The designs and models will now be further refined to provide technical definition of the project and the level of definition produced by each designer undertaken in accordance with the MIDP.

The PIM will also be mature enough by this stage to start incorporating specialist sub-contractor models and support the agreement of a target price or GMP.

A detailed construction methodology, risk management plan and maintenance plan should also be able to be developed based upon information from the models.

Stage 5 Build and Commission :

During the build and commission stage, the Project Information Model (PIM) continues to develop however most of the exchanges are now between members of the supply chain as oppose to the client. This is particular relevant for design work that is being undertaken by subcontractors and or their suppliers.

PAS1192-2 notes that at this stage any generic object shall be replaced with the object procured from the manufacturer. Any essential information to be retained shall be reattached or relinked to the replacement object.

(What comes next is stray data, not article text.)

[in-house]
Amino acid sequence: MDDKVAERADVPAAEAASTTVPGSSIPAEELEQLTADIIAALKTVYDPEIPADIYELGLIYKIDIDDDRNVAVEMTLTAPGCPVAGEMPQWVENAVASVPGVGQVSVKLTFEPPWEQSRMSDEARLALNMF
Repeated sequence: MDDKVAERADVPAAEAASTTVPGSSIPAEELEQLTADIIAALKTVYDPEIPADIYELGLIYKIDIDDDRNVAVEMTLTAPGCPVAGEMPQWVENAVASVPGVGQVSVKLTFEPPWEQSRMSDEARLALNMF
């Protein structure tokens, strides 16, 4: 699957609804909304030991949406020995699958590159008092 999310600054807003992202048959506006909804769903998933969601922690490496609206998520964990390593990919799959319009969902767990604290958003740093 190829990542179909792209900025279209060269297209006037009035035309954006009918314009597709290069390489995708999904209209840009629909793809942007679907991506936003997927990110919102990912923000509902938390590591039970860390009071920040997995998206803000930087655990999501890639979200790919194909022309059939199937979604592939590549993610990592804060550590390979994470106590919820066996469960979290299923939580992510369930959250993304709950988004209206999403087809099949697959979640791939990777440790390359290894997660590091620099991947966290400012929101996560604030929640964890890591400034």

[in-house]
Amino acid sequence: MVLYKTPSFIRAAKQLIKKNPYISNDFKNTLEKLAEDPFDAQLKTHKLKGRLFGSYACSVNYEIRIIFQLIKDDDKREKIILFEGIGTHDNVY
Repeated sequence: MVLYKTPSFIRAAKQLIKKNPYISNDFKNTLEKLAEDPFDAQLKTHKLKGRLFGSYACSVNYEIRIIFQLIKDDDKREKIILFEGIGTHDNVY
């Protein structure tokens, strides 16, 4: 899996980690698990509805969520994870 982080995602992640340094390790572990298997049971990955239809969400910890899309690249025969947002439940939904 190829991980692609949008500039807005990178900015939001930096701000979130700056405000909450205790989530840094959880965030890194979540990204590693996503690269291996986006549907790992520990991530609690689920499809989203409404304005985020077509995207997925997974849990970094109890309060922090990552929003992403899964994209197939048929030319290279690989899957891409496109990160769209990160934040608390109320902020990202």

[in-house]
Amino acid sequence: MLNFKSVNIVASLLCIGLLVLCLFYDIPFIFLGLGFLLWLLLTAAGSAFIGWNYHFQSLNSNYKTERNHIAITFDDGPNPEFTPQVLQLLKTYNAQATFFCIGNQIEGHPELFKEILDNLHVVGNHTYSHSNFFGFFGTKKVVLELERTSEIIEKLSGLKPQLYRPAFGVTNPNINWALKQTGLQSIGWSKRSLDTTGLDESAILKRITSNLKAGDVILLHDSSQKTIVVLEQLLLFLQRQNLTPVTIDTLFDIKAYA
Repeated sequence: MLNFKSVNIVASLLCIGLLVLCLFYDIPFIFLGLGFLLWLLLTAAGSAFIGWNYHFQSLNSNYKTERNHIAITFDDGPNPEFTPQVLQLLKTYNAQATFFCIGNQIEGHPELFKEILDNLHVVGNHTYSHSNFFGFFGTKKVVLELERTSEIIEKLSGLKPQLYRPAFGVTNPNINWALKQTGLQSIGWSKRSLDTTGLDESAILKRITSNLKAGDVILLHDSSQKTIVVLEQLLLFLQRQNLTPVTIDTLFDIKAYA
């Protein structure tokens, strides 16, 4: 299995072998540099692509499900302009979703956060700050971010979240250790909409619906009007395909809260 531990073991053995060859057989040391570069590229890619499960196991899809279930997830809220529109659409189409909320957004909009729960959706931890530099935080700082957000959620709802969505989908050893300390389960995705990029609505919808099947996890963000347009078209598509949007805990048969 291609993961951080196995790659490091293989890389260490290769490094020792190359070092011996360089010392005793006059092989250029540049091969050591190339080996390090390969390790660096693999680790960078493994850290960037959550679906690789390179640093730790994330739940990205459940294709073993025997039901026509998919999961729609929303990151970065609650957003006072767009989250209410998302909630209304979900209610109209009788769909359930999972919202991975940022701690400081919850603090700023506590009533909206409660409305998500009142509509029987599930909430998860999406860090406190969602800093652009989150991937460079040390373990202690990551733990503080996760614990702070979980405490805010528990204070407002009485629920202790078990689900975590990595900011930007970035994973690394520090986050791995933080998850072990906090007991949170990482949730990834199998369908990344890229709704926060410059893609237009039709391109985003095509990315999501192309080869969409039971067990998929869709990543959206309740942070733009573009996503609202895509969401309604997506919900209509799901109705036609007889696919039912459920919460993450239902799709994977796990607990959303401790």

The key objective is to ensure “As constructed” models, data and documentation is delivered especially the capturing of operation and maintenance data from manufacturers. Thought should be given to the use of Product Data Templates which are aligned with the COBie schema to ensure a consistent method in how data in collated and managed.

The benefits of adopting BIM during this stage will be linked to clash detection, construction scheduling, work-package management, cost management, quality control and health & safety planning. The suppliers should be encouraged to adopt Lean and Collaborative working practices to enhance the BIM work-flows.

The Avanti diagram below shows how the EIR may also repeat between the first tier and the subsequent tiers. From Design Lead to its supply chain and from the Construction Lead to its supply chain for each Stage.  It is especially important at this stage that the demand of information can cascade downwards and supply of information pull upwards.